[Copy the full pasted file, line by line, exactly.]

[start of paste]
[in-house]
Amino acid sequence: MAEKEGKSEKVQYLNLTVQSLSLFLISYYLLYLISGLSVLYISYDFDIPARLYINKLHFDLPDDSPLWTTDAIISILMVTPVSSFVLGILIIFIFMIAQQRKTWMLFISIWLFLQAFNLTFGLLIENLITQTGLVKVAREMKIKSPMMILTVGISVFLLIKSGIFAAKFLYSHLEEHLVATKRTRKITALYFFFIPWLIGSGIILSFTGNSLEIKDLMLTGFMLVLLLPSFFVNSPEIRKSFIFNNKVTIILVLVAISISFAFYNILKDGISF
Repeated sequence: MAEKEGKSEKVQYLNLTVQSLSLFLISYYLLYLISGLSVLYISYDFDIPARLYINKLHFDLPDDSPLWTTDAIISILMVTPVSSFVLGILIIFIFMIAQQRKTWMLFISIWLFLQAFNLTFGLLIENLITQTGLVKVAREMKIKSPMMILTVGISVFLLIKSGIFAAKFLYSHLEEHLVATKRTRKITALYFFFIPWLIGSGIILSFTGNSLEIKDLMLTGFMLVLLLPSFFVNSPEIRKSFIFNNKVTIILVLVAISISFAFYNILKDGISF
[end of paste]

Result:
[in-house]
Amino acid sequence: MAEKEGKSEKVQYLNLTVQSLSLFLISYYLLYLISGLSVLYISYDFDIPARLYINKLHFDLPDDSPLWTTDAIISILMVTPVSSFVLGILIIFIFMIAQQRKTWMLFISIWLFLQAFNLTFGLLIENLITQTGLVKVAREMKIKSPMMILTVGISVFLLIKSGIFAAKFLYSHLEEHLVATKRTRKITALYFFFIPWLIGSGIILSFTGNSLEIKDLMLTGFMLVLLLPSFFVNSPEIRKSFIFNNKVTIILVLVAISISFAFYNILKDGISF
Repeated sequence: MAEKEGKSEKVQYLNLTVQSLSLFLISYYLLYLISGLSVLYISYDFDIPARLYINKLHFDLPDDSPLWTTDAIISILMVTPVSSFVLGILIIFIFMIAQQRKTWMLFISIWLFLQAFNLTFGLLIENLITQTGLVKVAREMKIKSPMMILTVGISVFLLIKSGIFAAKFLYSHLEEHLVATKRTRKITALYFFFIPWLIGSGIILSFTGNSLEIKDLMLTGFMLVLLLPSFFVNSPEIRKSFIFNNKVTIILVLVAISISFAFYNILKDGISF